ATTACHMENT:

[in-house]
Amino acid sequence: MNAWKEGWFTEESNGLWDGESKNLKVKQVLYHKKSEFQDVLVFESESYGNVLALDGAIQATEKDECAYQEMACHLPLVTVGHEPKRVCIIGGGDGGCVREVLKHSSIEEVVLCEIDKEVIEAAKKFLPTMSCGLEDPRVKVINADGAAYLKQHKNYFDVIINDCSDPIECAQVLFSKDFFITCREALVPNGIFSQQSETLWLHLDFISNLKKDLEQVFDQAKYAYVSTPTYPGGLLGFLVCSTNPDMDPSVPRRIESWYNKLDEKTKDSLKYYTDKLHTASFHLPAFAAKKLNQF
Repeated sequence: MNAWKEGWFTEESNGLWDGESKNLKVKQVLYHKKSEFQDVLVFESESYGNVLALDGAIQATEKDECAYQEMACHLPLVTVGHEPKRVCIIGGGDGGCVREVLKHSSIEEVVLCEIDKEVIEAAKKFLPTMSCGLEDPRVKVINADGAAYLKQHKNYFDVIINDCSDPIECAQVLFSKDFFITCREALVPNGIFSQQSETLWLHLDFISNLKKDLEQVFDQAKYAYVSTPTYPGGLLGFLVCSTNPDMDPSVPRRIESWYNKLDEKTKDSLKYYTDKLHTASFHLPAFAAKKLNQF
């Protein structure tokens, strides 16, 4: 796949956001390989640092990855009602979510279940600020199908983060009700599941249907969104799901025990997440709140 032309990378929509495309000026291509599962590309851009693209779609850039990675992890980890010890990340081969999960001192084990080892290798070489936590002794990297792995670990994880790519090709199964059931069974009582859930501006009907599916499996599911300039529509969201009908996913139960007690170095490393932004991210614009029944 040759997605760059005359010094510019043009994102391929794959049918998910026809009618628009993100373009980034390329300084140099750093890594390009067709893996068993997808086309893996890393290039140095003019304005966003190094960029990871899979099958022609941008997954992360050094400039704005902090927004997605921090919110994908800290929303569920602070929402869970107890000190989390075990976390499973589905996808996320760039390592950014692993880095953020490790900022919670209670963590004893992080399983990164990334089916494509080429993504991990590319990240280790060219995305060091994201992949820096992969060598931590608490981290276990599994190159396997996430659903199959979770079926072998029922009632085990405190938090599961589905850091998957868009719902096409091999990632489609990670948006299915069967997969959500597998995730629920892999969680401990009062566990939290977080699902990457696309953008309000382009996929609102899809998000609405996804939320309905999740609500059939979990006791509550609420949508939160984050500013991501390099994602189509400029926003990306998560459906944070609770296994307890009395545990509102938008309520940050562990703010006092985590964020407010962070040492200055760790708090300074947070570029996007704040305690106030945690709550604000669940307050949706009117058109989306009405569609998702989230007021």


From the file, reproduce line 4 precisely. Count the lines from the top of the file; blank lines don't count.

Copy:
């Protein structure tokens, strides 16, 4: 796949956001390989640092990855009602979510279940600020199908983060009700599941249907969104799901025990997440709140 032309990378929509495309000026291509599962590309851009693209779609850039990675992890980890010890990340081969999960001192084990080892290798070489936590002794990297792995670990994880790519090709199964059931069974009582859930501006009907599916499996599911300039529509969201009908996913139960007690170095490393932004991210614009029944 040759997605760059005359010094510019043009994102391929794959049918998910026809009618628009993100373009980034390329300084140099750093890594390009067709893996068993997808086309893996890393290039140095003019304005966003190094960029990871899979099958022609941008997954992360050094400039704005902090927004997605921090919110994908800290929303569920602070929402869970107890000190989390075990976390499973589905996808996320760039390592950014692993880095953020490790900022919670209670963590004893992080399983990164990334089916494509080429993504991990590319990240280790060219995305060091994201992949820096992969060598931590608490981290276990599994190159396997996430659903199959979770079926072998029922009632085990405190938090599961589905850091998957868009719902096409091999990632489609990670948006299915069967997969959500597998995730629920892999969680401990009062566990939290977080699902990457696309953008309000382009996929609102899809998000609405996804939320309905999740609500059939979990006791509550609420949508939160984050500013991501390099994602189509400029926003990306998560459906944070609770296994307890009395545990509102938008309520940050562990703010006092985590964020407010962070040492200055760790708090300074947070570029996007704040305690106030945690709550604000669940307050949706009117058109989306009405569609998702989230007021």